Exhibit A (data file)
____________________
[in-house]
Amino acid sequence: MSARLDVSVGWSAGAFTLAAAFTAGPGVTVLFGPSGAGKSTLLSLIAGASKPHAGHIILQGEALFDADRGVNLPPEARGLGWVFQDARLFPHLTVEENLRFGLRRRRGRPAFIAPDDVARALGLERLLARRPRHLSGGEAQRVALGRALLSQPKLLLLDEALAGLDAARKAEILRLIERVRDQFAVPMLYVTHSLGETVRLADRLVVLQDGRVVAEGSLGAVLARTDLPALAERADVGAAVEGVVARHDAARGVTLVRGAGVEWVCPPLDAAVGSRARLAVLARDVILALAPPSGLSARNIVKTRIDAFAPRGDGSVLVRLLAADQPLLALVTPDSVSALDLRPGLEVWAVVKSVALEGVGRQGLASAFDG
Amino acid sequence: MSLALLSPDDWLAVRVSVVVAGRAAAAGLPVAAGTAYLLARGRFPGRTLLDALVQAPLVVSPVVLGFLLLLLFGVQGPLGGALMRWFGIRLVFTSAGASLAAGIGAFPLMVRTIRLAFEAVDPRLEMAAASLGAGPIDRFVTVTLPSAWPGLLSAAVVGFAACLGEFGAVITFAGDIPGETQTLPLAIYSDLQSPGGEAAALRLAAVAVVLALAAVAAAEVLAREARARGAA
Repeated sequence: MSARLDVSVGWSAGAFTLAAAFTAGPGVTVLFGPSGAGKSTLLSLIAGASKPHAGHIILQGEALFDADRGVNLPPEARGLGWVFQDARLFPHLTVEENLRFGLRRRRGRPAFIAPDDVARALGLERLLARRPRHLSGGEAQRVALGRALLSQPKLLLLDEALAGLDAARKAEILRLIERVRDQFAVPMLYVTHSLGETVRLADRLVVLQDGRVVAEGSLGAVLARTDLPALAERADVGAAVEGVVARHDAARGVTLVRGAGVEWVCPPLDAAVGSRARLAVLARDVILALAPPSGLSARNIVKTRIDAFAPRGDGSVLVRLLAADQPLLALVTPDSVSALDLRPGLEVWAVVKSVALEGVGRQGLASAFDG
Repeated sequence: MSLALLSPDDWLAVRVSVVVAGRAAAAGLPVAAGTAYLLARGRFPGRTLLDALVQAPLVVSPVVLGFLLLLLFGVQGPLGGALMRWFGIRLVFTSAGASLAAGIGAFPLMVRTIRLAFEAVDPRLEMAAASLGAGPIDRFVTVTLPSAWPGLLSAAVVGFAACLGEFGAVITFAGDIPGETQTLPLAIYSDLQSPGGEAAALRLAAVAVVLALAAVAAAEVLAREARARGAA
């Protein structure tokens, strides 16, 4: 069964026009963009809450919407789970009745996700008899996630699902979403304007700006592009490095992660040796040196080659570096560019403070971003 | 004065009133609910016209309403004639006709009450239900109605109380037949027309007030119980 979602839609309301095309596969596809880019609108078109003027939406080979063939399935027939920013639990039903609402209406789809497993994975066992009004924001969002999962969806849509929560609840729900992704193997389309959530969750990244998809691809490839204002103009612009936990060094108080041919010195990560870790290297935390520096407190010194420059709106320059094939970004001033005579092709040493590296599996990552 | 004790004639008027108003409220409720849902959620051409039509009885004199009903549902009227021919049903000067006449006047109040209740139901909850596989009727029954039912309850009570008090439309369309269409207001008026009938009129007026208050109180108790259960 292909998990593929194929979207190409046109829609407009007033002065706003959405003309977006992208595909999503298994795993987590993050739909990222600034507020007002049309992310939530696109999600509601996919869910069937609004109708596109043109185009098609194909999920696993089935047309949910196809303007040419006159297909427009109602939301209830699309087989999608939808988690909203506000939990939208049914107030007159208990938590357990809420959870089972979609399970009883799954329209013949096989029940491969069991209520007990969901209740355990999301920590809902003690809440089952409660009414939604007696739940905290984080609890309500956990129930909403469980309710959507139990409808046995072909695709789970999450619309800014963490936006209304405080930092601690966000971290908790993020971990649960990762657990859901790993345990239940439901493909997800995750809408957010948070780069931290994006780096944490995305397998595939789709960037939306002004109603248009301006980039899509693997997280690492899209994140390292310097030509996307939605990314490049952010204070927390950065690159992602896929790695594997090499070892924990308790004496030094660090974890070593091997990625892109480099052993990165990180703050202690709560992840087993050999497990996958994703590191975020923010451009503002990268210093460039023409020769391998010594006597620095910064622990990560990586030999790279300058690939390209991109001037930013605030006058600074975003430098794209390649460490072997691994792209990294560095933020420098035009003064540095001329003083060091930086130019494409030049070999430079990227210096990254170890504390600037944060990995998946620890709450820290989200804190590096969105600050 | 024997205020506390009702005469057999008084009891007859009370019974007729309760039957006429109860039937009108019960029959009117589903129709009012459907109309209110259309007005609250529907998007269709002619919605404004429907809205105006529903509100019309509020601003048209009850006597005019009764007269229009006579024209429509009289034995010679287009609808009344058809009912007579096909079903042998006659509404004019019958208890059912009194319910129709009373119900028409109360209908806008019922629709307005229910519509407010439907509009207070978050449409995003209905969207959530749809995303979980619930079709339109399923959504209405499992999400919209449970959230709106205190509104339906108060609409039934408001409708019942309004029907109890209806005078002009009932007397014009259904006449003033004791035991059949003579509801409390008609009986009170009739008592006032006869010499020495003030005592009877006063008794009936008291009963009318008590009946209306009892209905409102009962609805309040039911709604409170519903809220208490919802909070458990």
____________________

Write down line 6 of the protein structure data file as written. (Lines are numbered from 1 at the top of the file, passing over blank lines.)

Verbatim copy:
């Protein structure tokens, strides 16, 4: 069964026009963009809450919407789970009745996700008899996630699902979403304007700006592009490095992660040796040196080659570096560019403070971003 | 004065009133609910016209309403004639006709009450239900109605109380037949027309007030119980 979602839609309301095309596969596809880019609108078109003027939406080979063939399935027939920013639990039903609402209406789809497993994975066992009004924001969002999962969806849509929560609840729900992704193997389309959530969750990244998809691809490839204002103009612009936990060094108080041919010195990560870790290297935390520096407190010194420059709106320059094939970004001033005579092709040493590296599996990552 | 004790004639008027108003409220409720849902959620051409039509009885004199009903549902009227021919049903000067006449006047109040209740139901909850596989009727029954039912309850009570008090439309369309269409207001008026009938009129007026208050109180108790259960 292909998990593929194929979207190409046109829609407009007033002065706003959405003309977006992208595909999503298994795993987590993050739909990222600034507020007002049309992310939530696109999600509601996919869910069937609004109708596109043109185009098609194909999920696993089935047309949910196809303007040419006159297909427009109602939301209830699309087989999608939808988690909203506000939990939208049914107030007159208990938590357990809420959870089972979609399970009883799954329209013949096989029940491969069991209520007990969901209740355990999301920590809902003690809440089952409660009414939604007696739940905290984080609890309500956990129930909403469980309710959507139990409808046995072909695709789970999450619309800014963490936006209304405080930092601690966000971290908790993020971990649960990762657990859901790993345990239940439901493909997800995750809408957010948070780069931290994006780096944490995305397998595939789709960037939306002004109603248009301006980039899509693997997280690492899209994140390292310097030509996307939605990314490049952010204070927390950065690159992602896929790695594997090499070892924990308790004496030094660090974890070593091997990625892109480099052993990165990180703050202690709560992840087993050999497990996958994703590191975020923010451009503002990268210093460039023409020769391998010594006597620095910064622990990560990586030999790279300058690939390209991109001037930013605030006058600074975003430098794209390649460490072997691994792209990294560095933020420098035009003064540095001329003083060091930086130019494409030049070999430079990227210096990254170890504390600037944060990995998946620890709450820290989200804190590096969105600050 | 024997205020506390009702005469057999008084009891007859009370019974007729309760039957006429109860039937009108019960029959009117589903129709009012459907109309209110259309007005609250529907998007269709002619919605404004429907809205105006529903509100019309509020601003048209009850006597005019009764007269229009006579024209429509009289034995010679287009609808009344058809009912007579096909079903042998006659509404004019019958208890059912009194319910129709009373119900028409109360209908806008019922629709307005229910519509407010439907509009207070978050449409995003209905969207959530749809995303979980619930079709339109399923959504209405499992999400919209449970959230709106205190509104339906108060609409039934408001409708019942309004029907109890209806005078002009009932007397014009259904006449003033004791035991059949003579509801409390008609009986009170009739008592006032006869010499020495003030005592009877006063008794009936008291009963009318008590009946209306009892209905409102009962609805309040039911709604409170519903809220208490919802909070458990």